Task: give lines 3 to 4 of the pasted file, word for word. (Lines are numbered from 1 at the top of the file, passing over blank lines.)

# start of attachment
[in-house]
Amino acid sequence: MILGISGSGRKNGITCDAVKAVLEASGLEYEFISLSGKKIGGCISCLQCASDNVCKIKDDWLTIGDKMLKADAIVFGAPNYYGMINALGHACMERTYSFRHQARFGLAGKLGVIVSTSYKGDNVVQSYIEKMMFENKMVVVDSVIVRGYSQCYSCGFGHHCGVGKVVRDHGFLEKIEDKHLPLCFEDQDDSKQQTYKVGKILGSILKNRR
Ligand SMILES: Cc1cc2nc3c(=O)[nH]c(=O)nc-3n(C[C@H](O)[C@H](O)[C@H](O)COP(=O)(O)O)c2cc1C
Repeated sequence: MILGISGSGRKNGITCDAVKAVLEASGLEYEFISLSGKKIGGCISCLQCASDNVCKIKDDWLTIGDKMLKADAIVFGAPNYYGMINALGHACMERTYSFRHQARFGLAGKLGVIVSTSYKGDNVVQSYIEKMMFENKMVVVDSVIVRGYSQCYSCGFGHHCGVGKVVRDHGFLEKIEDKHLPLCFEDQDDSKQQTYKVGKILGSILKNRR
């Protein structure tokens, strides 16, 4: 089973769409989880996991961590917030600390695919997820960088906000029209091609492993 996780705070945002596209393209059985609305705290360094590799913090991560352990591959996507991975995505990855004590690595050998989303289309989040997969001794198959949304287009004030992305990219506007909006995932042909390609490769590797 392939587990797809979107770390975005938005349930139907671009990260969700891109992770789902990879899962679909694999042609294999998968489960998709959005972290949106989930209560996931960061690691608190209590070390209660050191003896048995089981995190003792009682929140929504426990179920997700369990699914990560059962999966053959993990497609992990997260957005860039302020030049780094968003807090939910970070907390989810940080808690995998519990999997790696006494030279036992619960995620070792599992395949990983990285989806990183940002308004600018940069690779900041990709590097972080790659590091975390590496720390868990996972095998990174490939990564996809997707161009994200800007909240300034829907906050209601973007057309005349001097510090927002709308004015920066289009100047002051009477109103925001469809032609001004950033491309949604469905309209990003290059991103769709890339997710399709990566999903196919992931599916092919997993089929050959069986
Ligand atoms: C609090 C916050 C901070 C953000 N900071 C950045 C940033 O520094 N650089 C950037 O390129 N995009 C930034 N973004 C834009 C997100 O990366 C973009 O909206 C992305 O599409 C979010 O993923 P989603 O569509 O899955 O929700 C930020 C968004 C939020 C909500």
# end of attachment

Ligand SMILES: Cc1cc2nc3c(=O)[nH]c(=O)nc-3n(C[C@H](O)[C@H](O)[C@H](O)COP(=O)(O)O)c2cc1C
Repeated sequence: MILGISGSGRKNGITCDAVKAVLEASGLEYEFISLSGKKIGGCISCLQCASDNVCKIKDDWLTIGDKMLKADAIVFGAPNYYGMINALGHACMERTYSFRHQARFGLAGKLGVIVSTSYKGDNVVQSYIEKMMFENKMVVVDSVIVRGYSQCYSCGFGHHCGVGKVVRDHGFLEKIEDKHLPLCFEDQDDSKQQTYKVGKILGSILKNRR